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Student Credit Cards

Throughout college, credit card companies are going to court you like nothing else. You're their dream customer: a brand-new consumer with no experience and no money, in a position where the entire world is urging you to consume. If you choose wisely, you'll finish college with a good credit card and an excellent foundation for future credit. If you choose the way the card companies want you to choose, you'll finish with a high-interest credit card, lots of debt, staggering monthly payments, and the credit card company's love and attention for the rest of your life. Here are the things you need to look for to come out your way, and not the credit card company's.

The card's brochure is going to offer you a mess of information upfront, but I guarantee you that what's most important is going to be the least obvious. Ignore the offers of frequent flyer miles, money off on your books, and free gas, and turn to the back. You're looking for the interest rate. No, not the "0% APR" (annual percentage rate) that's plastered across the front. Read the fine print or the boring black-and-white sheet tucked in with all the colorful promo material, and find the real interest rate.

Interest Rate

Student credit cards usually have middling-high rates. As of November 2005, several deals I checked offered rates of 16.99% APR, which is not terrifying—24% to 30%, that's terrifying—but not low, by any means.

But wait, you say. You're holding a deal in your hand right now, and it's offering you 0% APR. What's up with that?

Notice the fine print? 0% is an introductory rate. That means that you pay that rate for the first six months to a year, then the rate bounces up to the regular rate. It also bounces up if you're late with a payment. Don't let the introductory interest rate tempt you. Go for the student credit card with the lowest possible regular rate. Six months is a blink in the lifetime of your credit, and you may have this card at the higher rate for several years.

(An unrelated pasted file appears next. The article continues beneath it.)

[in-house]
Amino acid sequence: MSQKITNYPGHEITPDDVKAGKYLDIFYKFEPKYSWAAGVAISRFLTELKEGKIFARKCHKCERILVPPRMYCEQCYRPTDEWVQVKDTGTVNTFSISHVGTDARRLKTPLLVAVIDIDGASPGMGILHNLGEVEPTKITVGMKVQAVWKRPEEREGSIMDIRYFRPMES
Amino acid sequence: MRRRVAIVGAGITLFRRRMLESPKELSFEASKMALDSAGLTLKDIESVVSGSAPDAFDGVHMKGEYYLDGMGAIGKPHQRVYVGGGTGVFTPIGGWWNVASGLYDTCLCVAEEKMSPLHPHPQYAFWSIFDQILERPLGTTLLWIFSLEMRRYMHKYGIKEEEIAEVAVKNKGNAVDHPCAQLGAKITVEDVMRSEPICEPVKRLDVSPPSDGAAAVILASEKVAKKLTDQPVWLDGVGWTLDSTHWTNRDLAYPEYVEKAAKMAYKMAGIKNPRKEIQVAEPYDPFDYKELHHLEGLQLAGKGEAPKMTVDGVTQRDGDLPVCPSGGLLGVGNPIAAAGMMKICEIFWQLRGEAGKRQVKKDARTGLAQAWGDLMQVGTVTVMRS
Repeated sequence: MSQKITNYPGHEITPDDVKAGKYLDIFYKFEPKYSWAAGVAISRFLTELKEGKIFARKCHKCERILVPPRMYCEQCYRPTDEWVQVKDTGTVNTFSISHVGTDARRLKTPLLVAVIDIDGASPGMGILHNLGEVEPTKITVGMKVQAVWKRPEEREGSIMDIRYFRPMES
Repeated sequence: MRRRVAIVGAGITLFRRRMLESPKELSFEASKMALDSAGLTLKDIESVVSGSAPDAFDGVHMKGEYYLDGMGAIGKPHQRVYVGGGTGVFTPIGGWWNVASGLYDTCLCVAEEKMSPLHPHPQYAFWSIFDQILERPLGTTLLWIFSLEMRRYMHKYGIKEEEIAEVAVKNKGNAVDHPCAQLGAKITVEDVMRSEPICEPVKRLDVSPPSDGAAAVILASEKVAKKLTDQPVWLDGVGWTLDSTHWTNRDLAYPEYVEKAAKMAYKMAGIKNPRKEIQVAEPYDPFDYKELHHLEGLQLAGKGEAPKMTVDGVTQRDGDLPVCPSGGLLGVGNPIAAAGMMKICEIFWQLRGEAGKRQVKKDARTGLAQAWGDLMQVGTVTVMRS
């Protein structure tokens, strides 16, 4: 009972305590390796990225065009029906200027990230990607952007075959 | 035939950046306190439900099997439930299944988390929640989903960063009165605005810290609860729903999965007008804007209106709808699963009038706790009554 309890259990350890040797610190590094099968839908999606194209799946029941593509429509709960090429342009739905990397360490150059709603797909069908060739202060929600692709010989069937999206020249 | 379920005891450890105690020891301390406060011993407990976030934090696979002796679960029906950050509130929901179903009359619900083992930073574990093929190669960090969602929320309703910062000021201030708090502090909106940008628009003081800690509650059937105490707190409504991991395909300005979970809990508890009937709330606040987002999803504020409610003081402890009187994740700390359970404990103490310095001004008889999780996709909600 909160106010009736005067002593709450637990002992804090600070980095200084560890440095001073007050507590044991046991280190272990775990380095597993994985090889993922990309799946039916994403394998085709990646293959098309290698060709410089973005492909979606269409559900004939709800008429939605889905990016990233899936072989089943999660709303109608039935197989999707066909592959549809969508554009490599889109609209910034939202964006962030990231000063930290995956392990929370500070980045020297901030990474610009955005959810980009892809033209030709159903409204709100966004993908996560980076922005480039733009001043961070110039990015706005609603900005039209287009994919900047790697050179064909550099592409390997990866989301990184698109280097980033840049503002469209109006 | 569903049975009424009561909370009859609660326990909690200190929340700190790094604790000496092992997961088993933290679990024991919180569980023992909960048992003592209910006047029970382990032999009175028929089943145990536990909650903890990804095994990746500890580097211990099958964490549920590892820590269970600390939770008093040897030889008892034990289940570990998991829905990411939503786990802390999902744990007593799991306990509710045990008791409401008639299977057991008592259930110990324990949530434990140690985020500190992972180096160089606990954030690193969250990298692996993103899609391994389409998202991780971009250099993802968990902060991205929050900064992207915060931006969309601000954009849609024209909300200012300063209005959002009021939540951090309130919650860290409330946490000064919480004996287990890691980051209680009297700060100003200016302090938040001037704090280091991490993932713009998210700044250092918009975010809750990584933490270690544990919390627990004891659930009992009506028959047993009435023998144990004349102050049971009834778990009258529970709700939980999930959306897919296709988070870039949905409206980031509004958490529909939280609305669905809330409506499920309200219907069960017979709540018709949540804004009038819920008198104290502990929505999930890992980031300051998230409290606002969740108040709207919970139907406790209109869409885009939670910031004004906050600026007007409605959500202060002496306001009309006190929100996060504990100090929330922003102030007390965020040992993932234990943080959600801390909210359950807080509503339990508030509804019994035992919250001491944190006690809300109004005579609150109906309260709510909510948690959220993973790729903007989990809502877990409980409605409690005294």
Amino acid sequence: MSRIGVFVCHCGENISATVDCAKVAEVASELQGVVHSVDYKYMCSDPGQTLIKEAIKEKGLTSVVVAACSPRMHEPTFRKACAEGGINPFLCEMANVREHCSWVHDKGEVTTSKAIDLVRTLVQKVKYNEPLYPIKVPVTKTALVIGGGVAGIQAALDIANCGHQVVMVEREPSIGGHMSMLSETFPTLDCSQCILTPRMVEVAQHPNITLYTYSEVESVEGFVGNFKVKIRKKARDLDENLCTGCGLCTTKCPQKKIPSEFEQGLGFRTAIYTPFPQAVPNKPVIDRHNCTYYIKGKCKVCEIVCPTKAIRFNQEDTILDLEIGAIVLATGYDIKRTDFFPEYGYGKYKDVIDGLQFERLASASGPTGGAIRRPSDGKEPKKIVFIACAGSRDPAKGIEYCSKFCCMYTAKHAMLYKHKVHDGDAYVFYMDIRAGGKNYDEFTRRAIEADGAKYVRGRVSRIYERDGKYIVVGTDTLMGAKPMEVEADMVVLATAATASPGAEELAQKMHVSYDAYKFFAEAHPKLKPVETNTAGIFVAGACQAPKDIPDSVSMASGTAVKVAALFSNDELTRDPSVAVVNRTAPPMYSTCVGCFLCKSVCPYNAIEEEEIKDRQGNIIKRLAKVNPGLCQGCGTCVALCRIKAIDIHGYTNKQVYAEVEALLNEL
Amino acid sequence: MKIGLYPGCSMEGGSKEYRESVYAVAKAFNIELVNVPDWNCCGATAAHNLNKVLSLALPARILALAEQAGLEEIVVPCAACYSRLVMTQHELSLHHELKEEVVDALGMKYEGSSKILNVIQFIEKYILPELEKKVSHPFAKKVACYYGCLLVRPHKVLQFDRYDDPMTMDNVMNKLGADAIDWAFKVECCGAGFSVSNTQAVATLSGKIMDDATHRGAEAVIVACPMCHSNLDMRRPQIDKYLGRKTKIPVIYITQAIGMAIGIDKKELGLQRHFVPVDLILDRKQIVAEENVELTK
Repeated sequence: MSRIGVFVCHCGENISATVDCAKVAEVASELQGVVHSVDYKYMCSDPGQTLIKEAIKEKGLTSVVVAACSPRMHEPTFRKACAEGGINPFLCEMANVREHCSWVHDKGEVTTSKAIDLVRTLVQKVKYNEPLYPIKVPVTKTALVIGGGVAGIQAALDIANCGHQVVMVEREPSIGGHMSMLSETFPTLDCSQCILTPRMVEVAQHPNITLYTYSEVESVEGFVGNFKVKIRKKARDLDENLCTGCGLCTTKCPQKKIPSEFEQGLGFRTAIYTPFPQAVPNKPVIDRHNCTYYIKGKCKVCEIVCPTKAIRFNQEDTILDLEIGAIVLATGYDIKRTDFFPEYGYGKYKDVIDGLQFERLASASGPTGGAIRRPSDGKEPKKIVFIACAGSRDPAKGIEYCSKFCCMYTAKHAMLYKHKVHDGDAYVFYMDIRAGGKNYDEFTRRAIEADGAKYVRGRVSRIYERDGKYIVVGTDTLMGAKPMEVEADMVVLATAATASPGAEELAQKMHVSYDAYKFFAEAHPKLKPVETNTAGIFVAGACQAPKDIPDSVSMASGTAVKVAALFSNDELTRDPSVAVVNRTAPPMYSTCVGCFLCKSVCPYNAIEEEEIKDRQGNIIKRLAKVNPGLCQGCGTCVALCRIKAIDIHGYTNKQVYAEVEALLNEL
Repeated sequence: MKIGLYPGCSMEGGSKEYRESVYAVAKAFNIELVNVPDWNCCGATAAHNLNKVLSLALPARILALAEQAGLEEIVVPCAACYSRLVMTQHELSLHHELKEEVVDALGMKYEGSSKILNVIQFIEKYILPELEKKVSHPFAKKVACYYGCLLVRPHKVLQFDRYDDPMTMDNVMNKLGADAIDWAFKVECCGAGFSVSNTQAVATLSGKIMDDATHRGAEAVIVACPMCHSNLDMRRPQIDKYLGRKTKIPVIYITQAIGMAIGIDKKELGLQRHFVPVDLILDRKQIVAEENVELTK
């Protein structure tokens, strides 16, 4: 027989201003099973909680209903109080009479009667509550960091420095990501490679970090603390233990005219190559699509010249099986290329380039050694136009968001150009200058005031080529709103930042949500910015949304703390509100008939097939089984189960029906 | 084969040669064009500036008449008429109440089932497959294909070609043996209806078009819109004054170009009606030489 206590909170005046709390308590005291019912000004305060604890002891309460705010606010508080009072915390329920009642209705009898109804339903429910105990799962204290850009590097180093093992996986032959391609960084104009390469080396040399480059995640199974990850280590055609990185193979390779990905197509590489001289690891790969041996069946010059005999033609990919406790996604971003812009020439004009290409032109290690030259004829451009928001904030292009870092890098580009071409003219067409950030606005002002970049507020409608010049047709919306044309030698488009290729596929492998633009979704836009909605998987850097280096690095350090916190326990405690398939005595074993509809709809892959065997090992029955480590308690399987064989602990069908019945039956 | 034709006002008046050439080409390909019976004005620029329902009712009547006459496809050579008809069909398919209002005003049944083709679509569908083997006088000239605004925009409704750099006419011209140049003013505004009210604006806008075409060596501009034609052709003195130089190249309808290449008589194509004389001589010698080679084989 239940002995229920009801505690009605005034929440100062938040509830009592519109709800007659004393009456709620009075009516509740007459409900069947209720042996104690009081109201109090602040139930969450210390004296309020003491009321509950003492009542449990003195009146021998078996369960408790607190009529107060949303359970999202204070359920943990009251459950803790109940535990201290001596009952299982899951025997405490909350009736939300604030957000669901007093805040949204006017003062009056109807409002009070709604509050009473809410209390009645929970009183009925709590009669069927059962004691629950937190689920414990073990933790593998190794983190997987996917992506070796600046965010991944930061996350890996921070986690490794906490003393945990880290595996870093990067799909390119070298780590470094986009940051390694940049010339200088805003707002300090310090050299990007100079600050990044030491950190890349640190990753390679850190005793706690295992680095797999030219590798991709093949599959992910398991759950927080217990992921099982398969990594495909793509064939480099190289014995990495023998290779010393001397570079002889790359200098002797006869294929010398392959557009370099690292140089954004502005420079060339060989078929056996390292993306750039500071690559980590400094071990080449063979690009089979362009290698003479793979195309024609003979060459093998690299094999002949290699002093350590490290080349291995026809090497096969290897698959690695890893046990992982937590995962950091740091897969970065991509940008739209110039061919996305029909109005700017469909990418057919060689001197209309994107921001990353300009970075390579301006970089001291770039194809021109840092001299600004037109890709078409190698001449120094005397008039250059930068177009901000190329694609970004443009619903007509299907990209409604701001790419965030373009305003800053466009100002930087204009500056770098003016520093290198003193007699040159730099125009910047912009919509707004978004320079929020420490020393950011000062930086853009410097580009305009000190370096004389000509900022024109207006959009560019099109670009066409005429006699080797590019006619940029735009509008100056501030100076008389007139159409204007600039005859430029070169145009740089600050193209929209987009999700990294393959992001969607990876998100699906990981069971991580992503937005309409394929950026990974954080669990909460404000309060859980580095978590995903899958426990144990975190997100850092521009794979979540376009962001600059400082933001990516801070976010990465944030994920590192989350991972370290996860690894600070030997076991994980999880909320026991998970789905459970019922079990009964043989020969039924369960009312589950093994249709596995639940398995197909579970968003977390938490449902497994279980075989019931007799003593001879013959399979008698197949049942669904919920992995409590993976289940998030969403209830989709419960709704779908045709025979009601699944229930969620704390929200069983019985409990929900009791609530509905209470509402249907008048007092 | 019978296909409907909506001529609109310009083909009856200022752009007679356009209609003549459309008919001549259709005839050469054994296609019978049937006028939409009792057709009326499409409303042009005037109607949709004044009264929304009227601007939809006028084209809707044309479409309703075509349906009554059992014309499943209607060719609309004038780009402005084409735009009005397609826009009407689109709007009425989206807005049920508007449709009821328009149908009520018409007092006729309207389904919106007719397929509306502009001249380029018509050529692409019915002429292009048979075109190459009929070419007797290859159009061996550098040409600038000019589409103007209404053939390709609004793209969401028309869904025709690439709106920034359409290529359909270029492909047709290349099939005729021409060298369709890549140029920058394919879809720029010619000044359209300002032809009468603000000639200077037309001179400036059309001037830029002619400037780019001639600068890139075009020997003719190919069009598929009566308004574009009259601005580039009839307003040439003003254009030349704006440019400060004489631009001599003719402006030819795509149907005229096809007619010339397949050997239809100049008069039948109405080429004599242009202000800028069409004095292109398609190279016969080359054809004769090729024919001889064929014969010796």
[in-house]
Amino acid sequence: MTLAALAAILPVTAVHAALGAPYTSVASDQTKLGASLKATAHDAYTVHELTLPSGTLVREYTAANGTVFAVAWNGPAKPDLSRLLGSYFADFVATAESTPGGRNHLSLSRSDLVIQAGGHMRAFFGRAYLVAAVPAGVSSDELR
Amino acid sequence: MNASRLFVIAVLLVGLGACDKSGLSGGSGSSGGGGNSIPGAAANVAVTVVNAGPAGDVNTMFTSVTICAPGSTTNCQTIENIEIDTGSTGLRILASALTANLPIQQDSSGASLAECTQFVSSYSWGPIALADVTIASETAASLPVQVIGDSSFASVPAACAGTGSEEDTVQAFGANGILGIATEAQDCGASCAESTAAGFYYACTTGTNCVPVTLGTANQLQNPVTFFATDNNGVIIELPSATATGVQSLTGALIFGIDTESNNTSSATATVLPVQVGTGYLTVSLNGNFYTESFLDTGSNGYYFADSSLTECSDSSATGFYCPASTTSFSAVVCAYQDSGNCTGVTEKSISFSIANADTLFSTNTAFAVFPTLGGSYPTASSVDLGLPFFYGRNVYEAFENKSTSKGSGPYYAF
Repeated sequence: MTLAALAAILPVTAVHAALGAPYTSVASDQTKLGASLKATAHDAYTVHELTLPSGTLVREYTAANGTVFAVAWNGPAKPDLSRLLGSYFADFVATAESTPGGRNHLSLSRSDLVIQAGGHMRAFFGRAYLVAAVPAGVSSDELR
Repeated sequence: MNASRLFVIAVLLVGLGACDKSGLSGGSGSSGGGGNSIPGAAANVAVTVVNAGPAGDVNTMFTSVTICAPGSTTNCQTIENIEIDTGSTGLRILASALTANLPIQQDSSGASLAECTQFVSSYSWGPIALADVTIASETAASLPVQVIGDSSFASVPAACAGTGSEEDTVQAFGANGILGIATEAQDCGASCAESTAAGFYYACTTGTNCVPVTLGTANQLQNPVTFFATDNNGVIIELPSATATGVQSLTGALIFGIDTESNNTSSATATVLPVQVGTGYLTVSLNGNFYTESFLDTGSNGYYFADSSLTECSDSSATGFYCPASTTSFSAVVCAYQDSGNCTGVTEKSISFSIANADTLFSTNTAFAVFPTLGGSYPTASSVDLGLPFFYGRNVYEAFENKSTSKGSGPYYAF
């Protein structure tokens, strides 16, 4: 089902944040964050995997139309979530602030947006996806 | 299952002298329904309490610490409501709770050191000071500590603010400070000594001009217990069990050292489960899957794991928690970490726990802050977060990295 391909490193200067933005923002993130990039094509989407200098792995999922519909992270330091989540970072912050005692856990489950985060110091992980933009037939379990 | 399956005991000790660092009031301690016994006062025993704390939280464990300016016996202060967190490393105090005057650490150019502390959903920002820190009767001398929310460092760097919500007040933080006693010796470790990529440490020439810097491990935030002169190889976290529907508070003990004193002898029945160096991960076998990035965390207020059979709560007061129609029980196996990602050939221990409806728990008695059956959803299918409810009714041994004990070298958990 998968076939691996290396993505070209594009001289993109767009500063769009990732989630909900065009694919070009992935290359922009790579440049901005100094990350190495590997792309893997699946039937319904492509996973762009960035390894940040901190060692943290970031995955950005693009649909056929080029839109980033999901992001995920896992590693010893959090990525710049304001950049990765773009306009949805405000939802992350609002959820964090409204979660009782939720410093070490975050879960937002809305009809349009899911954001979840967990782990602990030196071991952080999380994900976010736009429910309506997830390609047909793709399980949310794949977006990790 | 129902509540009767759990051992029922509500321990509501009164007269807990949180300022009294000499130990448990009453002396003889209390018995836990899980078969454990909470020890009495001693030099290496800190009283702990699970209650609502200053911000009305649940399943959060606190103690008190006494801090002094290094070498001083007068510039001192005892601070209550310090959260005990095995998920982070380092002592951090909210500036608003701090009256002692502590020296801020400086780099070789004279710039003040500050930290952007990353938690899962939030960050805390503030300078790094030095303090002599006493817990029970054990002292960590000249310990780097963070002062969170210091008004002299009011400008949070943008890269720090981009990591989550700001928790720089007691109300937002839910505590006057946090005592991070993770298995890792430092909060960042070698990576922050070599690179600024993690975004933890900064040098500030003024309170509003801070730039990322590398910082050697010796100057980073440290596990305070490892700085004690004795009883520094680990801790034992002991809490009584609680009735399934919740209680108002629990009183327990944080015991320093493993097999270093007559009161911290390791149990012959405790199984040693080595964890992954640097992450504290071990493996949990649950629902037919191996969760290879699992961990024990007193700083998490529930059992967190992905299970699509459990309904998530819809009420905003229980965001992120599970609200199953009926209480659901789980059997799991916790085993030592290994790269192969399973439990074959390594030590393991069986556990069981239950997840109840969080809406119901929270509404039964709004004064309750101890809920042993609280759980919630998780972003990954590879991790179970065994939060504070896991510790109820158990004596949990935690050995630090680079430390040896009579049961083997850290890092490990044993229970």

The information sheet will list several other types of interest. These are:

Balance Transfer APR: The interest you'll pay if you transfer debt from another credit card. It's usually the same as the credit card's regular APR.

Cash Advance APR: The interest you'll pay if you use your credit card to get cash instead ofp aying directly for goods. The cash advance APR is several points higher than the regular APR, so using your credit card like an ATM card is always a bad idea.

Default APR: This is the second most important interest rate. If you're late with a payment when you're paying the regular interest rate, your interest rate will bounce up to the default rate and stay there for a good long time. Default rates are terrifyingly high. For student credit cards, they can be 30.99% and up. You want to find the lowest default rate you can find—and pay your bills on time religiously.

Overdraft Advance APR: If you exceed your credit limit, this is the interest you'll have to pay on the overdraft. Puzzlingly, it's often lower than the regular interest rate.

Variable Rate vs. Fixed Rate

Variable rates rise and fall because they're based on the Prime Rate: they're the Prime Rate, plus a certain number of percentage points. The current Prime Rate is factored into your offer, so if you're offered a student credit card with a 16.99% variable rate and the fine print says that the "purchase APR" (the regular APR) is the Prime Rate plus 9.99%, the current Prime Rate is 7%. If the Prime Rate rises, your interest rises, and you're screwed.

Fixed rates are better because they don't change. You're charged a flat interest rate, and Prime Rate be damned. Because of this stability, fixed-rate credit cards are going to be harder for you to get when you're just establishing a credit record, but try to get one if you can. The security is worth it.

Annual Fee

Most student credit cards won't have an annual fee. Check to make certain, though, and if there's a fee, pass on the card. It's not worthwhile to pay $50 or $100 a year for the honor of having a credit card when there are plenty of companies that will offer you one for free.

Other Fees

These are the one-time fees you'll pay if you're late with a payment, if you go over your credit limit, or if you make an international transaction. Try to get them as low as possible, but don't worry too much about them. Just make all your payments on time and stay under your credit limit.

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